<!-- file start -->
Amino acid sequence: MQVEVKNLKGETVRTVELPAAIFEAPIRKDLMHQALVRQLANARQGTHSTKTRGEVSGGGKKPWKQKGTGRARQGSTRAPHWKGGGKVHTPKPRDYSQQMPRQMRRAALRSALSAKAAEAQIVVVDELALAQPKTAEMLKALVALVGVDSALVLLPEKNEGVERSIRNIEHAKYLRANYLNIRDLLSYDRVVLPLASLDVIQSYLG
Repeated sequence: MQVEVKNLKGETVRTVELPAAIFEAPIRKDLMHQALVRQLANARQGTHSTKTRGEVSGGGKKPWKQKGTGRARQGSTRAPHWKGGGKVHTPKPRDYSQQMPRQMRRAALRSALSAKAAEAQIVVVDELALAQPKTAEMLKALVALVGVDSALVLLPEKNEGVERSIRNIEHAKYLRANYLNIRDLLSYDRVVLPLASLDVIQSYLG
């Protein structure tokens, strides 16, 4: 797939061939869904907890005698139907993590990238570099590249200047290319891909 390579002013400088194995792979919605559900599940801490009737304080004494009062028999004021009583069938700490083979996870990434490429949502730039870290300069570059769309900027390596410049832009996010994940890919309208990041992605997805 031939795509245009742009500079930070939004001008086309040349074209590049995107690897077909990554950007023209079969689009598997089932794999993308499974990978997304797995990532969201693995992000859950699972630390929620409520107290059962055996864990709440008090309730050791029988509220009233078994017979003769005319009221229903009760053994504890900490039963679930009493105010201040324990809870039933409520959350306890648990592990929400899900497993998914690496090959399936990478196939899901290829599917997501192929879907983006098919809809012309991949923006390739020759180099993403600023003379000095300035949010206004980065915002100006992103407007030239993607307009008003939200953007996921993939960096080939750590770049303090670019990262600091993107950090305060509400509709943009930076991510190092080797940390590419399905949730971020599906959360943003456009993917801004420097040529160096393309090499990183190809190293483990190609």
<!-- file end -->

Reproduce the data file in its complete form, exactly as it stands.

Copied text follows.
Amino acid sequence: MQVEVKNLKGETVRTVELPAAIFEAPIRKDLMHQALVRQLANARQGTHSTKTRGEVSGGGKKPWKQKGTGRARQGSTRAPHWKGGGKVHTPKPRDYSQQMPRQMRRAALRSALSAKAAEAQIVVVDELALAQPKTAEMLKALVALVGVDSALVLLPEKNEGVERSIRNIEHAKYLRANYLNIRDLLSYDRVVLPLASLDVIQSYLG
Repeated sequence: MQVEVKNLKGETVRTVELPAAIFEAPIRKDLMHQALVRQLANARQGTHSTKTRGEVSGGGKKPWKQKGTGRARQGSTRAPHWKGGGKVHTPKPRDYSQQMPRQMRRAALRSALSAKAAEAQIVVVDELALAQPKTAEMLKALVALVGVDSALVLLPEKNEGVERSIRNIEHAKYLRANYLNIRDLLSYDRVVLPLASLDVIQSYLG
């Protein structure tokens, strides 16, 4: 797939061939869904907890005698139907993590990238570099590249200047290319891909 390579002013400088194995792979919605559900599940801490009737304080004494009062028999004021009583069938700490083979996870990434490429949502730039870290300069570059769309900027390596410049832009996010994940890919309208990041992605997805 031939795509245009742009500079930070939004001008086309040349074209590049995107690897077909990554950007023209079969689009598997089932794999993308499974990978997304797995990532969201693995992000859950699972630390929620409520107290059962055996864990709440008090309730050791029988509220009233078994017979003769005319009221229903009760053994504890900490039963679930009493105010201040324990809870039933409520959350306890648990592990929400899900497993998914690496090959399936990478196939899901290829599917997501192929879907983006098919809809012309991949923006390739020759180099993403600023003379000095300035949010206004980065915002100006992103407007030239993607307009008003939200953007996921993939960096080939750590770049303090670019990262600091993107950090305060509400509709943009930076991510190092080797940390590419399905949730971020599906959360943003456009993917801004420097040529160096393309090499990183190809190293483990190609």